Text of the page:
Our Londoner in New York is Zosia Swid. Zosia used to work as a copywriter for Moleskin in Italy but needed a bigger challenge and New York fit that bill. Last year, she moved to the Big Apple. But she’s never in town for too long, as her love for travel writing keeps her on the go. One week in Portugal, another in London, the next in Paris and then back to New York. And repeat.
What’s your historical London and New York connection?
Even though I’ll always be a Londoner, I love exploring the world and so I moved to Italy for a job. After a couple of years I wanted another challenge – I thought I might as well aim for the top so I headed for New York.
Describe your experience in New York as a Londoner.
The first time I came back to London after some time in New York I couldn’t believe how tiny everything was. Tower Bridge looked ridiculous having cycled across Williamsburg Bridge every day for months.
In some ways it’s easier to meet people because New Yorkers tend to be more open and willing to share than Londoners, but forming lasting friendships seems harder. There’s no denying the positive energy in the air though.
I guess I was surprised – and pleased – to discover that the two cities were actually more different then I expected.
How can New York and London better engage with each other?
Building a transatlantic cycle superhighway connecting the two cities would be the first step. Failing that, a more open agreement between the US and UK with regards to work permits would help startups grow and boost cross-city innovation.
Favorite NYC secret spot:
Syncstudio – Off Bedford Av. New York has the best boutique fitness studios and this one does yoga and spinning under one roof.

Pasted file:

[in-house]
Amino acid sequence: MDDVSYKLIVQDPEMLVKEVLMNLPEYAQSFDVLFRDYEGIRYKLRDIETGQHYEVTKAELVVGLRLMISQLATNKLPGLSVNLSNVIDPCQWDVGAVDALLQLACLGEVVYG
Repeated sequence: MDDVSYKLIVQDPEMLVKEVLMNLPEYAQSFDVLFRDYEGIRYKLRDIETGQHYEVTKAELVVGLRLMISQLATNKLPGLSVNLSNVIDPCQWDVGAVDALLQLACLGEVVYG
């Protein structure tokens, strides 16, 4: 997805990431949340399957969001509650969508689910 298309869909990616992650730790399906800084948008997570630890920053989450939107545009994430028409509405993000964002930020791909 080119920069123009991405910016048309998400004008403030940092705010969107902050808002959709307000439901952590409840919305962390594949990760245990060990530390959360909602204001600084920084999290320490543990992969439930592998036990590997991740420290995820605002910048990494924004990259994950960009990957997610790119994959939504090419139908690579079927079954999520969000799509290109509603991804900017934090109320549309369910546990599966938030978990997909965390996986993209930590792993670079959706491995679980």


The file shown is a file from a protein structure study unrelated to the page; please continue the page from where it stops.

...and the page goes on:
Favourite London secret spot:
Richmond Park – A vast, sprawling and gloriously wild green area in the centre of London where you can cycle past deer and go for a walk around King Henry VIII’s old hunting grounds. As a city girl it’s a rare treat for me not to see a building for miles.
If you could live anywhere in the world, where would it be and why?
I’m head over heels with Marseille. I love its grit, the beauty in its decay, and its surrounding coastal scenery. It’s a city of juxtapositions unlike anywhere else in the world. I’d take a cosy little apartment at the top of a rickety old building with a view of the port, do some old-fashioned flaneurie in the afternoons and eat bouillabaisse every day.
In flight entertainment:
- What’s playing in your headphones right now? Currently indulging in old French crooners like Yves Montand. Camp enough to make you forget that cramp in your leg on a long-haul flights.
- And what are you currently reading? Kafka’s Amerika – My friend thought it would make an opportune leaving gift, though my experiences have been starkly different to that of the novel’s protagonist, so far.